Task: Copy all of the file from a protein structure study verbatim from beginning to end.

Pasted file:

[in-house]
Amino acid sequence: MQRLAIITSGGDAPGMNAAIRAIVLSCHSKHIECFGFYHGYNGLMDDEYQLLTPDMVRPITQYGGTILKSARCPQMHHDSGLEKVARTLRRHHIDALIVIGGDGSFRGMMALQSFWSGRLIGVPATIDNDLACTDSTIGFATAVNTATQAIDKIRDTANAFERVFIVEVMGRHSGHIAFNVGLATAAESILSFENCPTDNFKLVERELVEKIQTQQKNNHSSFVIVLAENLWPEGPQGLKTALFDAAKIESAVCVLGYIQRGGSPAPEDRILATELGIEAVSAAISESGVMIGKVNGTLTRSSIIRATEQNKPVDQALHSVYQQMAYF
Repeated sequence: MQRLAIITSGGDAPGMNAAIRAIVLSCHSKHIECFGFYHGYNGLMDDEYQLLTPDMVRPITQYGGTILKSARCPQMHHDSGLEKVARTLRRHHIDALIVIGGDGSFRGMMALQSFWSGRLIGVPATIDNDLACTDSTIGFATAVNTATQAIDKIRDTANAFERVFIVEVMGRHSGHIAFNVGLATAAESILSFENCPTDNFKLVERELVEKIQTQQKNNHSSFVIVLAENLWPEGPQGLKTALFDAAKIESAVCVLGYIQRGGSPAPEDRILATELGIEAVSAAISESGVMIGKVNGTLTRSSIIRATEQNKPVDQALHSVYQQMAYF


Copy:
[in-house]
Amino acid sequence: MQRLAIITSGGDAPGMNAAIRAIVLSCHSKHIECFGFYHGYNGLMDDEYQLLTPDMVRPITQYGGTILKSARCPQMHHDSGLEKVARTLRRHHIDALIVIGGDGSFRGMMALQSFWSGRLIGVPATIDNDLACTDSTIGFATAVNTATQAIDKIRDTANAFERVFIVEVMGRHSGHIAFNVGLATAAESILSFENCPTDNFKLVERELVEKIQTQQKNNHSSFVIVLAENLWPEGPQGLKTALFDAAKIESAVCVLGYIQRGGSPAPEDRILATELGIEAVSAAISESGVMIGKVNGTLTRSSIIRATEQNKPVDQALHSVYQQMAYF
Repeated sequence: MQRLAIITSGGDAPGMNAAIRAIVLSCHSKHIECFGFYHGYNGLMDDEYQLLTPDMVRPITQYGGTILKSARCPQMHHDSGLEKVARTLRRHHIDALIVIGGDGSFRGMMALQSFWSGRLIGVPATIDNDLACTDSTIGFATAVNTATQAIDKIRDTANAFERVFIVEVMGRHSGHIAFNVGLATAAESILSFENCPTDNFKLVERELVEKIQTQQKNNHSSFVIVLAENLWPEGPQGLKTALFDAAKIESAVCVLGYIQRGGSPAPEDRILATELGIEAVSAAISESGVMIGKVNGTLTRSSIIRATEQNKPVDQALHSVYQQMAYF